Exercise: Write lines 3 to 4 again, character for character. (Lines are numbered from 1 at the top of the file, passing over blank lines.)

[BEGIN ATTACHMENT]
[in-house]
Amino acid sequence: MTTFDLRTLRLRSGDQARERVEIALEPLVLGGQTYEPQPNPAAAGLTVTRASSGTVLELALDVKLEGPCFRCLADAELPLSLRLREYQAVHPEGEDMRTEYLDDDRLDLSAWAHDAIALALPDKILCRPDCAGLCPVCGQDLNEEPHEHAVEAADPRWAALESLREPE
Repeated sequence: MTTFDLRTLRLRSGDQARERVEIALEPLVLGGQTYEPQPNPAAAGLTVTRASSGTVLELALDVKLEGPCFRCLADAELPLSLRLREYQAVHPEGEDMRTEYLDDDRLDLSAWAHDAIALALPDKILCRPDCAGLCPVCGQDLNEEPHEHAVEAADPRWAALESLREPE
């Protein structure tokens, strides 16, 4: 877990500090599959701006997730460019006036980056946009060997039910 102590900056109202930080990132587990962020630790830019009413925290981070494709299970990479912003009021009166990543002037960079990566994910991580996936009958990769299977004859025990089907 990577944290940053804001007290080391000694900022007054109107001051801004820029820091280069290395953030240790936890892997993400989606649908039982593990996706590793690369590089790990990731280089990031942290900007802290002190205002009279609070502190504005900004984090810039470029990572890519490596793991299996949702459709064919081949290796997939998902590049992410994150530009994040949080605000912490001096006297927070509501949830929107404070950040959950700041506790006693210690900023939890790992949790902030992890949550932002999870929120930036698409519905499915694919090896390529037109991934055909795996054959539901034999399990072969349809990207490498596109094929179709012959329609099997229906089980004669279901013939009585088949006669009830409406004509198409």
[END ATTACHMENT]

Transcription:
Repeated sequence: MTTFDLRTLRLRSGDQARERVEIALEPLVLGGQTYEPQPNPAAAGLTVTRASSGTVLELALDVKLEGPCFRCLADAELPLSLRLREYQAVHPEGEDMRTEYLDDDRLDLSAWAHDAIALALPDKILCRPDCAGLCPVCGQDLNEEPHEHAVEAADPRWAALESLREPE
């Protein structure tokens, strides 16, 4: 877990500090599959701006997730460019006036980056946009060997039910 102590900056109202930080990132587990962020630790830019009413925290981070494709299970990479912003009021009166990543002037960079990566994910991580996936009958990769299977004859025990089907 990577944290940053804001007290080391000694900022007054109107001051801004820029820091280069290395953030240790936890892997993400989606649908039982593990996706590793690369590089790990990731280089990031942290900007802290002190205002009279609070502190504005900004984090810039470029990572890519490596793991299996949702459709064919081949290796997939998902590049992410994150530009994040949080605000912490001096006297927070509501949830929107404070950040959950700041506790006693210690900023939890790992949790902030992890949550932002999870929120930036698409519905499915694919090896390529037109991934055909795996054959539901034999399990072969349809990207490498596109094929179709012959329609099997229906089980004669279901013939009585088949006669009830409406004509198409």